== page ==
July 01, 2008
Just over a year ago, as I approached the age of 39, I was already looking ahead to the fact that in a year and a few short months I would be 40. I looked at myself in the mirror every morning on the way into the shower and hated what I saw. The scale, on some mornings, would reduce me to tears. Climbing up the thirteen stairs to my bedroom left me out of breath. This was no way to live. Something had to give. I decided that for a year I was going to try to lose weight "one more time." Once again, I would give it my all in an attempt to lose more than five pounds before I gave up and found my way back to the couch. I had done it before. In my early twenties, I lost fifty pounds on a steady diet of coffee, cigarettes and step aerobics, but I doubted that I could really do it the right way--with a proper diet and exercise. Even as I started to try, the voice in my head told me that wasn't really possible.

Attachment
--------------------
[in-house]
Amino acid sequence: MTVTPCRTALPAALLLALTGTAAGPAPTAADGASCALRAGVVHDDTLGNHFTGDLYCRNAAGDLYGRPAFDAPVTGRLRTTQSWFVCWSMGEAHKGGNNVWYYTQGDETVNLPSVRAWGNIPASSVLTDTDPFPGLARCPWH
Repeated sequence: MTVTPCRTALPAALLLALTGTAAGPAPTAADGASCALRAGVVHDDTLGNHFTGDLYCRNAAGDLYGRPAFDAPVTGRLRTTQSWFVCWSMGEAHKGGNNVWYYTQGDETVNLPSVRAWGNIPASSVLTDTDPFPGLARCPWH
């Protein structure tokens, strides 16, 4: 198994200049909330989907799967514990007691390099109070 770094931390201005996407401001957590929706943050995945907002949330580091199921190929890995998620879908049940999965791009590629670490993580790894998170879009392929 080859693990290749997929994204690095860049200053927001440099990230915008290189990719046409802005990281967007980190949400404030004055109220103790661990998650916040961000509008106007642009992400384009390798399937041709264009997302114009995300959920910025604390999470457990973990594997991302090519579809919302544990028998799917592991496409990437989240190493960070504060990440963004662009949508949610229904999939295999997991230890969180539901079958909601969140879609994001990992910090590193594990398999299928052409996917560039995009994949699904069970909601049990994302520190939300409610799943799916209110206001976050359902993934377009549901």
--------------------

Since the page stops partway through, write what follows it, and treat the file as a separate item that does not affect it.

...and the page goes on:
Nonetheless, I joined Weight Watchers and a gym and I walked on the treadmill and used the elliptical trainer three times a week. The weight began to come off slowly. While I walked I would watch the trainer at the gym working with her clients. This woman was very interesting to me. She had an intense gaze focused on her clients. She worked them hard. She laughed with them. Her energy was infectious. I was amazed when, one day, she had a woman in her fifties doing handstand push-ups. Deep down, I knew that if I was really going to lose weight and get fit, I needed to do more than walk on a treadmill, and I somehow felt that she was the person who could teach me how to really work out hard. After working up the courage to approach her, I was hugely disappointed to find out that she was leaving the gym to strike out on her own. She said, "Shoot me an e-mail and we'll figure something out." I took her card and we parted ways.
That was the moment when everything changed.